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Increased power and internet outages disrupt virtual life

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“CenturyLink has indicated a possible problem in calling 9-1-1 in the Roaring Fork Valley.”

Look familiar?

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Subscribers to Pitkin County emergency alerts may have seen this message via text and email on May 27. 

“Any time the internet is out, home phone service is out. That’s why 9-1-1 is unavailable,” said a CenturyLink sales representative.

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Though internet and electric outages don’t typically last long, Carbondalians have noticed more frequent occurrences recently. While schools were wrapping up their sessions online and people are working and living life evermore virtually during COVID-19, even short outages can be unusually disruptive.

Local resident and former CenturyLink customer Nicolette Toussaint said “I couldn’t host church meetings via Zoom nor even get my husband to a telehealth meeting with his doctor. He’s 89 and has had a couple strokes.” Touissant noted that she considers health meetings “absolutely necessary.”

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Toussaint said she has switched her service to Comcast, though others have reported that company’s coverage to be similarly spotty. An outage on May 11 caused Carbondale Town Council to delay its public meeting — the agenda of which included discussing the now-existent mask ordinance — more than a week due to lack of Zoom access.

Leslie Oliver, Comcast’s Mountain West Media and External Communications Director, said the May 11 outage was due to a dump truck cutting out an aerial line in Carbondale. Oliver pinned a May 5 outage to a scheduled CDOT maintenance project during which the backup infrastructure — which should have kept the Roaring Fork Valley connected — failed.

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Comcast reported in a May 20 press release that video conferencing on its services has increased 210 to 285 percent since early March. 

CenturyLink also noted an increased use in video services. “The network is a bit overloaded right now. Do expect speeds to be a bit slower,” a representative told me. He suggested people “be really selective with video streaming and high bandwidth activities.”

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A varied market for utilities and internet means Carbondale outages cannot all be attributed to a single company, nor can they be easily counted. Luke Hampton said he administrates data servers in downtown Carbondale and those reported a total of nine power outages in May.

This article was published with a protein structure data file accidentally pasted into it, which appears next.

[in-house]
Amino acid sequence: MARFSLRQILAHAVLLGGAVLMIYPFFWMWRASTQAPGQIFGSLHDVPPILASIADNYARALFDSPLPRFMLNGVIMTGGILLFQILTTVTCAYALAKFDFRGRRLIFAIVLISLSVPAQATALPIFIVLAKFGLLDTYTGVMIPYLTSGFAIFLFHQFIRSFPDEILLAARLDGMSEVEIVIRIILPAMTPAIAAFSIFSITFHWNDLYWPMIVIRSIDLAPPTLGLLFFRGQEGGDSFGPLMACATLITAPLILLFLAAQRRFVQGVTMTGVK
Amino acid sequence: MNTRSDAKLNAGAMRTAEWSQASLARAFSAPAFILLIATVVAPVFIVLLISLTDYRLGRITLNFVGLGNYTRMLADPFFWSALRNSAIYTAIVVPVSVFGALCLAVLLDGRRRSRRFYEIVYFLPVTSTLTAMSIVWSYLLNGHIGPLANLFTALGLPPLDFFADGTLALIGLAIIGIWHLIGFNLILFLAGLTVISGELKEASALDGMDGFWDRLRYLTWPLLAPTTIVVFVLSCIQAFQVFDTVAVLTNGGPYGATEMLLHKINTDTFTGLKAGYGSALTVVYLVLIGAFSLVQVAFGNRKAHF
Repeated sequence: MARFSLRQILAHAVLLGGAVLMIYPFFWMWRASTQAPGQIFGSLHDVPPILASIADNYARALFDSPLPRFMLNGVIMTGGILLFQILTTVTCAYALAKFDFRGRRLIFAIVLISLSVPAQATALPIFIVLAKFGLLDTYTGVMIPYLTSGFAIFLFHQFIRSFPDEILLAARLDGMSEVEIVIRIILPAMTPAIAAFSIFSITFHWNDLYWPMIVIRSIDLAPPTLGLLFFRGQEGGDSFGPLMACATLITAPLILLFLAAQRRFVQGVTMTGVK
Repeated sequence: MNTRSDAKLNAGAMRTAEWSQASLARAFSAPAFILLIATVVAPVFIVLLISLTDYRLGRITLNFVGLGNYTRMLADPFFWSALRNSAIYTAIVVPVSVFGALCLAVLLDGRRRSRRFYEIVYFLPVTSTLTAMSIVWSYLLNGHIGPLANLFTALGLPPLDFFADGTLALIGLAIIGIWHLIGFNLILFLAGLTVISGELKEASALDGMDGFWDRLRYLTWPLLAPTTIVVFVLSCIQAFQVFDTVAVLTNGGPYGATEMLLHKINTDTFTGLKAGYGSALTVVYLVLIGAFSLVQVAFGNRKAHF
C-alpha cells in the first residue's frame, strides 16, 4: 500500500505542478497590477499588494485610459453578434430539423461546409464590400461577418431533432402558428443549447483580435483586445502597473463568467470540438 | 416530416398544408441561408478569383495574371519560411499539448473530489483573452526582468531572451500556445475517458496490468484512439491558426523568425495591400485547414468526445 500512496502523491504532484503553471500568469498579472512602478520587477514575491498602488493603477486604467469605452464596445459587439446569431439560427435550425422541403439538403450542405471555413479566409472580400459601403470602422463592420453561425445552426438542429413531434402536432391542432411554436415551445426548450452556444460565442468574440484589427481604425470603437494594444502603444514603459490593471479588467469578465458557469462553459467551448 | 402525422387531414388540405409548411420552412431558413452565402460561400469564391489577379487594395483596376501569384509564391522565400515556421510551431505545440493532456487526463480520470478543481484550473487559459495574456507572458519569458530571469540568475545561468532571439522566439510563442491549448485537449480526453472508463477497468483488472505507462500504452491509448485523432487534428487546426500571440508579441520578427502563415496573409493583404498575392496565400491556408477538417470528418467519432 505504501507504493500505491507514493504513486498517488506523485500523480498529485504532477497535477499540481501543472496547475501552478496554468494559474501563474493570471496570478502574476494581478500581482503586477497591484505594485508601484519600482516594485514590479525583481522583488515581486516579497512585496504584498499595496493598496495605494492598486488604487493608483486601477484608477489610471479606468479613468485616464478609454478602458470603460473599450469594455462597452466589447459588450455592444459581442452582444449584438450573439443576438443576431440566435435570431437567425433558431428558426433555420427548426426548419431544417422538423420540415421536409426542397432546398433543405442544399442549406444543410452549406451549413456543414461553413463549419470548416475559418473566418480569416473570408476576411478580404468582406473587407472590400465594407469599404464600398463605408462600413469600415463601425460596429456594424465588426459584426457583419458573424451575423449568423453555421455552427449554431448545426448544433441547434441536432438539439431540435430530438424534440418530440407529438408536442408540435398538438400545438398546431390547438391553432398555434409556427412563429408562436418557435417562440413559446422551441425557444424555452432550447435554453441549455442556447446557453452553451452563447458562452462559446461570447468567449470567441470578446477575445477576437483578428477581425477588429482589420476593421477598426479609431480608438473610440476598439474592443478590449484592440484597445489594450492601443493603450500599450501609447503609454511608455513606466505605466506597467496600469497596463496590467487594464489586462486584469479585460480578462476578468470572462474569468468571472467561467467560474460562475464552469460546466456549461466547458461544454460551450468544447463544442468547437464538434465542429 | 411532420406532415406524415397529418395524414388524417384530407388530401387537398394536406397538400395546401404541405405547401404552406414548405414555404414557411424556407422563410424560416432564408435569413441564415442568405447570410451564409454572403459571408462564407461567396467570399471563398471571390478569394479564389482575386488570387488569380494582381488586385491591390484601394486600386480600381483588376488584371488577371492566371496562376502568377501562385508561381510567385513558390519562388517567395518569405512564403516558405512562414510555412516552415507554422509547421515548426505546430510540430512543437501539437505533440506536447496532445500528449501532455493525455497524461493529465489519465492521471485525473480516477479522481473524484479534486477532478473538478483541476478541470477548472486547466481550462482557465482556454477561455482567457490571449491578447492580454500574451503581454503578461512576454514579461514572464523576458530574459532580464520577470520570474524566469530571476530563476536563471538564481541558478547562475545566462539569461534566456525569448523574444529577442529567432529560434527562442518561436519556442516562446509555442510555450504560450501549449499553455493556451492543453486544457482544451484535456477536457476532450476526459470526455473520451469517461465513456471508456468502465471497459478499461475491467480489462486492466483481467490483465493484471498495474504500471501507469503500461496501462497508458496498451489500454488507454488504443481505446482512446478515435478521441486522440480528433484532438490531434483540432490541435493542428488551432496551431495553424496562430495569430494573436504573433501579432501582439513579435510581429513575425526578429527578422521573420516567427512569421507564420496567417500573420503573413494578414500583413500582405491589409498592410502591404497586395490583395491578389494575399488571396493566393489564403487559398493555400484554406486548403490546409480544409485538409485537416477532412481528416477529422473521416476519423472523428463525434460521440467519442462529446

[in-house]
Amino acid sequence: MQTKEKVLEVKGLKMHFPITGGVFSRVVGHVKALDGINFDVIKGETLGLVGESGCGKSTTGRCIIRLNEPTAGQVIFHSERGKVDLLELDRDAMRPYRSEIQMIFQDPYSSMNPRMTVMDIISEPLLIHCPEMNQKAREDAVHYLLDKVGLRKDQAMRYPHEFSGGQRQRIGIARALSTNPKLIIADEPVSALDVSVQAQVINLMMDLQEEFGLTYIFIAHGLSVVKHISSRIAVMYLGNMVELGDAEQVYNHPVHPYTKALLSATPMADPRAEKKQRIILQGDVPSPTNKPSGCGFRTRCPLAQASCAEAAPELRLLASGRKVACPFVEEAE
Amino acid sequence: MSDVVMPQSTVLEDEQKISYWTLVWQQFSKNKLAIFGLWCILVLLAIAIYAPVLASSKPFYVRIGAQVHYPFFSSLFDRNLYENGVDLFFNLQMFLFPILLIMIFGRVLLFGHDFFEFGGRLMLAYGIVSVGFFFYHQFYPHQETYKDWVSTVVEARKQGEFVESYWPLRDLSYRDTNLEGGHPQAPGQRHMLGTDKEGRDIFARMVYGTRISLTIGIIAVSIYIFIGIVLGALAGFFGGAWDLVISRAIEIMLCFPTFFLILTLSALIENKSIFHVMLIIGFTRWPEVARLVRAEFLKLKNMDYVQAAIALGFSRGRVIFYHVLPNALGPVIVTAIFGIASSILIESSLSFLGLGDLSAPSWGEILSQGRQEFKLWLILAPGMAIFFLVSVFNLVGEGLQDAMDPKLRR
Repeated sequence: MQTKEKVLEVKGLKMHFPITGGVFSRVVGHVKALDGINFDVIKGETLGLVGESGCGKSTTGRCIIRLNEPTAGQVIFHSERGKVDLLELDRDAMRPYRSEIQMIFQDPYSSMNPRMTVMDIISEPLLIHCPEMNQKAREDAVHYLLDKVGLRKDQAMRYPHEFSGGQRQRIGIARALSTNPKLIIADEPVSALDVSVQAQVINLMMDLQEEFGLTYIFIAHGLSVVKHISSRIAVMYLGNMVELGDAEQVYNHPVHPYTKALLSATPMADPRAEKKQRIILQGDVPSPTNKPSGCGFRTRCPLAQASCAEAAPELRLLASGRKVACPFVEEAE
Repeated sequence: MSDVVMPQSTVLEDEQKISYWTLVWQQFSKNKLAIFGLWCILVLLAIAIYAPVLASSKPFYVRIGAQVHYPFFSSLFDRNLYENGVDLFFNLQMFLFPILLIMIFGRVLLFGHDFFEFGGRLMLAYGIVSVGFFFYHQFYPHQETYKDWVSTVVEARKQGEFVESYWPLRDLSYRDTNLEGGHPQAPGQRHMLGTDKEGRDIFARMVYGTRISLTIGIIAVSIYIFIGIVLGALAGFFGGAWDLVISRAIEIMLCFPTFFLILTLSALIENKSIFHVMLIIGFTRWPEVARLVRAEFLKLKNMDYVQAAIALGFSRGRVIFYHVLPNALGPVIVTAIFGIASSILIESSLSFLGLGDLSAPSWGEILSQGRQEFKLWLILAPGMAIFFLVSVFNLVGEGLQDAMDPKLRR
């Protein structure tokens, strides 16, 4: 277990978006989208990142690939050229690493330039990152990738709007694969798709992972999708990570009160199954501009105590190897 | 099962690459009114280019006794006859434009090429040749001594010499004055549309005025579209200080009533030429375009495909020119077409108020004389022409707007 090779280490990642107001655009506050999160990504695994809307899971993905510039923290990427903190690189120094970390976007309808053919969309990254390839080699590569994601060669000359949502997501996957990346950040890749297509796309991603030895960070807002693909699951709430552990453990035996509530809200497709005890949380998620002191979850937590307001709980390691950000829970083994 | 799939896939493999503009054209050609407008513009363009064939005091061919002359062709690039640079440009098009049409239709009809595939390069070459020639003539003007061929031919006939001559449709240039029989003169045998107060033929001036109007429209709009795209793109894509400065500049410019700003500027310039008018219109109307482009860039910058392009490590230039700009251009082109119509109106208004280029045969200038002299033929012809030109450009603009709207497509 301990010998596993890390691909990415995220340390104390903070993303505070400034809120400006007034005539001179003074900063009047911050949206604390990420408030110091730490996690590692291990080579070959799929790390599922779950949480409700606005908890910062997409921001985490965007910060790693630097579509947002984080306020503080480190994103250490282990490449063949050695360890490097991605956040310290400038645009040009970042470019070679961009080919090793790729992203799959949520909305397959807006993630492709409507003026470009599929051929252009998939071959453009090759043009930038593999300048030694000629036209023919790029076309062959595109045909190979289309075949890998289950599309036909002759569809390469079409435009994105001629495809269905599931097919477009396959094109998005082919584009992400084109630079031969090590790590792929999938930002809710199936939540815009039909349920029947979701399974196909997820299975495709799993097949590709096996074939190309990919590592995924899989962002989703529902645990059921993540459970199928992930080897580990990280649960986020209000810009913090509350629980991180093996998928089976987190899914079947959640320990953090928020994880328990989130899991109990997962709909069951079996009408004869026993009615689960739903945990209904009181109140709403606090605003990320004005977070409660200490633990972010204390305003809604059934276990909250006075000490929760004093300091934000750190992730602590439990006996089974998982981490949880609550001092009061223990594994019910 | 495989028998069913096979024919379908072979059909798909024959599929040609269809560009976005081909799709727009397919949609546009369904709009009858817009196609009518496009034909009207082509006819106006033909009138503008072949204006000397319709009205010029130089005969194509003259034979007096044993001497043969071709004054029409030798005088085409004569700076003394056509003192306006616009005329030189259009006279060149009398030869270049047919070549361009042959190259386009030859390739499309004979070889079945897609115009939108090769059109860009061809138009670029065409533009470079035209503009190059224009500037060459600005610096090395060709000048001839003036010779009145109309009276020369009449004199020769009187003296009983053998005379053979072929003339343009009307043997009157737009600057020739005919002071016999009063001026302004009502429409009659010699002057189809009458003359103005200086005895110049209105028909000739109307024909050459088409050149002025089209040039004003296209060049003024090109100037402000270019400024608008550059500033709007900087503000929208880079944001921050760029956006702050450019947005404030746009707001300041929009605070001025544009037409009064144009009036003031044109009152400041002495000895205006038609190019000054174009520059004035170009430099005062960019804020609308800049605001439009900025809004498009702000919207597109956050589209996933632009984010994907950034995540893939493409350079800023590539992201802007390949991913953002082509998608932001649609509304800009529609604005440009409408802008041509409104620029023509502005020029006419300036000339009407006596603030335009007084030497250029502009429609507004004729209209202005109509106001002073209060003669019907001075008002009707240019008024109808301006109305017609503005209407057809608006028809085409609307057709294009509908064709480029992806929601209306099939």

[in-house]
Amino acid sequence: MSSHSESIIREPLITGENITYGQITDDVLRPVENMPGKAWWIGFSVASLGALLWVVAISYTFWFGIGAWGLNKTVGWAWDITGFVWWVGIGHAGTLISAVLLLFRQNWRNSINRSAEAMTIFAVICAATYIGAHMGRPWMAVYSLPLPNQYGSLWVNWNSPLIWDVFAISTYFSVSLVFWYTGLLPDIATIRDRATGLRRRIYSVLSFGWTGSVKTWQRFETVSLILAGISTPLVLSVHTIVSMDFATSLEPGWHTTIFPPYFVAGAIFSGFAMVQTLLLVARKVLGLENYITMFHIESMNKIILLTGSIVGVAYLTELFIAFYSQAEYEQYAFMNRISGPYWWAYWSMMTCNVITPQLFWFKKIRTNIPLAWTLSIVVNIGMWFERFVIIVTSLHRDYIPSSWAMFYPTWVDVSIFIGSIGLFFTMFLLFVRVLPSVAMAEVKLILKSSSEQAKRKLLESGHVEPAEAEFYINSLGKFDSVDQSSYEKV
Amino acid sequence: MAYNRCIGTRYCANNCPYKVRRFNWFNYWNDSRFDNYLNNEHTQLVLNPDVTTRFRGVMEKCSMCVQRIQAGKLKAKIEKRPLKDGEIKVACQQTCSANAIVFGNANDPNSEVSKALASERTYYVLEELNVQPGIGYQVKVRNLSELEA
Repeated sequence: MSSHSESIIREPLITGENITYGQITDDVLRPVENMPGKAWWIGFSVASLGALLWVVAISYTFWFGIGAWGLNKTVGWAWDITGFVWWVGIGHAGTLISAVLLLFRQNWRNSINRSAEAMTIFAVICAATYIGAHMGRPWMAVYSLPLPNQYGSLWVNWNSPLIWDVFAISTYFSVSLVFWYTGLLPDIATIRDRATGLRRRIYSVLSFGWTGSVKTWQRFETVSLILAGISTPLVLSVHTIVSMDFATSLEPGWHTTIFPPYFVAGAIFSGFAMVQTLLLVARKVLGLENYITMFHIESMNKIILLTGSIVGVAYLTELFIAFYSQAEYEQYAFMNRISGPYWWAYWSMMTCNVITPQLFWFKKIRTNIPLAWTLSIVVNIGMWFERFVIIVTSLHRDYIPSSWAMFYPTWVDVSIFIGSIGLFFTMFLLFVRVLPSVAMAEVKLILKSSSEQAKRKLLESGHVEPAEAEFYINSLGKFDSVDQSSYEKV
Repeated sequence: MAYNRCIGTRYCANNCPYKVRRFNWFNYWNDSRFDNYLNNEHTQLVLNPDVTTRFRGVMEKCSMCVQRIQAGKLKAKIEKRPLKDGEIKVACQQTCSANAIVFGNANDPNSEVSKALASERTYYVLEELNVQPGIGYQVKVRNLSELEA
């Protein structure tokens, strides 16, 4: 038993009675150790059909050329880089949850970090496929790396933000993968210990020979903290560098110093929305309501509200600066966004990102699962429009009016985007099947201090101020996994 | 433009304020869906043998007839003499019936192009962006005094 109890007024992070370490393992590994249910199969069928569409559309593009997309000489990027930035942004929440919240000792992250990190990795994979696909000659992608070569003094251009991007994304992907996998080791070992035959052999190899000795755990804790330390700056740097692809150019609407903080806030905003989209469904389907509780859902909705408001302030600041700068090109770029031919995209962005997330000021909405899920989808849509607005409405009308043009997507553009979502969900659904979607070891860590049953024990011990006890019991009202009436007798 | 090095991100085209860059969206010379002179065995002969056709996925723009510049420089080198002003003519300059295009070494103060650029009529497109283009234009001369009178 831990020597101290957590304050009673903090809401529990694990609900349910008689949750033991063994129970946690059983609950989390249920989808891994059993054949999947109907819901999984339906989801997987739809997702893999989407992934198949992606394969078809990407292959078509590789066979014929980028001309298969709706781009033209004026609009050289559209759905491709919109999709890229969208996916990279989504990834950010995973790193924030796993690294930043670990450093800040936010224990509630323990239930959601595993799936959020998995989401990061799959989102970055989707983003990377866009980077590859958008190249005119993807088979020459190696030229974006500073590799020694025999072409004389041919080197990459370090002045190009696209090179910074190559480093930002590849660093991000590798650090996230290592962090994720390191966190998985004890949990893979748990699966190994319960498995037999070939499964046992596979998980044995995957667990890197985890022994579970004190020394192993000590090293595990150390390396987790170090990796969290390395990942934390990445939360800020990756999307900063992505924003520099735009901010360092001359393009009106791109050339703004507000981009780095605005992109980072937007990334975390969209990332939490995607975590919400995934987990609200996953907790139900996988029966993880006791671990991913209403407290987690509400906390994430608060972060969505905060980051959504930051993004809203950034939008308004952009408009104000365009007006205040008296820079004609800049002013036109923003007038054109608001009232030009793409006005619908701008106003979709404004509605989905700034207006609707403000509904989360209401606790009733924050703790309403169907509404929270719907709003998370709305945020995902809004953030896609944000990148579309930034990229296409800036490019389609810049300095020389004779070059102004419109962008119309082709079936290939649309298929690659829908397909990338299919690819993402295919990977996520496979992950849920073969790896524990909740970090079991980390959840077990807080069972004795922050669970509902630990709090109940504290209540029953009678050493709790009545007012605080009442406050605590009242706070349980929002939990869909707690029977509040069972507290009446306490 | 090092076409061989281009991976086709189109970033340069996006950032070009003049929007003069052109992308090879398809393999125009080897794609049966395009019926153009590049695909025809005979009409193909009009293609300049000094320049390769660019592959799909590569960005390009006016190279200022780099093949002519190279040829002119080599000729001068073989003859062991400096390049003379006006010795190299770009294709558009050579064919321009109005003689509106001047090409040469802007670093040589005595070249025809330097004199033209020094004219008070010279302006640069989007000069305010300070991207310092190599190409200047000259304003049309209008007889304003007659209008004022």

COVID-19 has introduced all sorts of new activities to the virtual sphere. Not only are many folks working from home, but online platforms have become meeting places for doctor’s visits, birthday and graduation parties, and political meetings. Limiting high bandwidth activities would not have been a big ask back in February, but life during COVID-19 simply demands more connectivity more consistently. 

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“I cannot explain just how bad these outages have impacted students,” said Alisa Grimes, a teacher in the Valley. She noted a particularly memorable situation when internet and cell reception went out during year-end Advanced Placement testing. “These students have to reassess, how stressful,” she said. 

Valerie Eason said she usually works from home, “but at this time my entire team is working from home, as well. Connectivity is critical. Dropping off grid for an entire workday afternoon could have been catastrophic,” she said. “Luckily on [a recent] occasion it wasn’t.” Connectivity issues have not just affected Eason’s worklife, though. “Having my kids elsewhere and [outages] happening during mandatory stay at home and with the risk of a rapidly escalating illness definitely makes one feel vulnerable and isolated.”

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Eason is an Xcel Energy customer. Xcel’s Media Relations Representative Michelle Aguayo said “We understand how frustrating repeated outages can be for our customers and appreciate their patience as our crews continue their work replacing and upgrading the system in Carbondale. The work has caused several momentary outages over the last several weeks. Recent storms have delayed work and caused further outages.”

Holy Cross Electric, however, has reported almost no problems in the company’s power supply. Vice President of Power Supply and Programs Steve Beuning said that even with more people living life virtually, the continued closure of ski areas still reduces usage to 3 to 5 percent less than what is typical this time of year. 

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“Our power supply arrangements give us the flexibility to manage within this level of variance without any adverse impacts to energy availability,” Beuning said, though he did note an unfortunately-located Cormorant nest that was affecting power supply to Carbondale recently. That problem was solved by removing the nest which, Beuning said, was not a healthy place for the birds to be living anyways.

It’s easy to jump to the conclusion that the instructions to stay at home have put a strain on power supply and internet connectivity. While the implications of COVID-19 have affected how and when people use these services, the amount of services being used hasn’t changed much. Most utility companies maintain that their systems are holding up well. It seems that those pesky spring problems — storms, bird’s nests, and summer maintenance work — are the things to watch out for.

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